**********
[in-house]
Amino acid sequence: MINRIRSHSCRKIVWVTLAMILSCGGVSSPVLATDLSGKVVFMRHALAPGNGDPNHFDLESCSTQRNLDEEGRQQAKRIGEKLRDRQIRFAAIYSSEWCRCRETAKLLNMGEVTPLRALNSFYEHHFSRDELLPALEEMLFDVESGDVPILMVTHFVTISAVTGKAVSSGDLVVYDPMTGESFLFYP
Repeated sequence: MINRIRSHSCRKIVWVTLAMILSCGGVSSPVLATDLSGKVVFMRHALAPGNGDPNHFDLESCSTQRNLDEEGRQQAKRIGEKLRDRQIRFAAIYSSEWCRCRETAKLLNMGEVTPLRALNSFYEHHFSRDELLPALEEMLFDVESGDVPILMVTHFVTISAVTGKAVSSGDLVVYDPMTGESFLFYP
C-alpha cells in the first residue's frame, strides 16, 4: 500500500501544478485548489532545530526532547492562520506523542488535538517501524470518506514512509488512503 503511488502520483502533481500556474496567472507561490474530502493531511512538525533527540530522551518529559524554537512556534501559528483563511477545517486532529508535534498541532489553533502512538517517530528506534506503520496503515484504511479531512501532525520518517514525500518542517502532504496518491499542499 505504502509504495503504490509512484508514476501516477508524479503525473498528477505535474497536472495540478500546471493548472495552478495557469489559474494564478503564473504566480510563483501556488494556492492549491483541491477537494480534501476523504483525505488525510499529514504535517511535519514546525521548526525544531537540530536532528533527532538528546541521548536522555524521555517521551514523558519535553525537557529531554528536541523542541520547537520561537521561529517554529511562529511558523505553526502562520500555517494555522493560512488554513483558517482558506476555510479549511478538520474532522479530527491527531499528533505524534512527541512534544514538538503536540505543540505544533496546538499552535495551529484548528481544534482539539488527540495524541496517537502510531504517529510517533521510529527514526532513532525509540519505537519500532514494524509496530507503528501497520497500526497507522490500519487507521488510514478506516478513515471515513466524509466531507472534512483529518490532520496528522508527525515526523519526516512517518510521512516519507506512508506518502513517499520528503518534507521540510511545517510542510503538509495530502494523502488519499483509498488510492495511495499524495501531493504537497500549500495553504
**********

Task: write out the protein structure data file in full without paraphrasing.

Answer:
[in-house]
Amino acid sequence: MINRIRSHSCRKIVWVTLAMILSCGGVSSPVLATDLSGKVVFMRHALAPGNGDPNHFDLESCSTQRNLDEEGRQQAKRIGEKLRDRQIRFAAIYSSEWCRCRETAKLLNMGEVTPLRALNSFYEHHFSRDELLPALEEMLFDVESGDVPILMVTHFVTISAVTGKAVSSGDLVVYDPMTGESFLFYP
Repeated sequence: MINRIRSHSCRKIVWVTLAMILSCGGVSSPVLATDLSGKVVFMRHALAPGNGDPNHFDLESCSTQRNLDEEGRQQAKRIGEKLRDRQIRFAAIYSSEWCRCRETAKLLNMGEVTPLRALNSFYEHHFSRDELLPALEEMLFDVESGDVPILMVTHFVTISAVTGKAVSSGDLVVYDPMTGESFLFYP
C-alpha cells in the first residue's frame, strides 16, 4: 500500500501544478485548489532545530526532547492562520506523542488535538517501524470518506514512509488512503 503511488502520483502533481500556474496567472507561490474530502493531511512538525533527540530522551518529559524554537512556534501559528483563511477545517486532529508535534498541532489553533502512538517517530528506534506503520496503515484504511479531512501532525520518517514525500518542517502532504496518491499542499 505504502509504495503504490509512484508514476501516477508524479503525473498528477505535474497536472495540478500546471493548472495552478495557469489559474494564478503564473504566480510563483501556488494556492492549491483541491477537494480534501476523504483525505488525510499529514504535517511535519514546525521548526525544531537540530536532528533527532538528546541521548536522555524521555517521551514523558519535553525537557529531554528536541523542541520547537520561537521561529517554529511562529511558523505553526502562520500555517494555522493560512488554513483558517482558506476555510479549511478538520474532522479530527491527531499528533505524534512527541512534544514538538503536540505543540505544533496546538499552535495551529484548528481544534482539539488527540495524541496517537502510531504517529510517533521510529527514526532513532525509540519505537519500532514494524509496530507503528501497520497500526497507522490500519487507521488510514478506516478513515471515513466524509466531507472534512483529518490532520496528522508527525515526523519526516512517518510521512516519507506512508506518502513517499520528503518534507521540510511545517510542510503538509495530502494523502488519499483509498488510492495511495499524495501531493504537497500549500495553504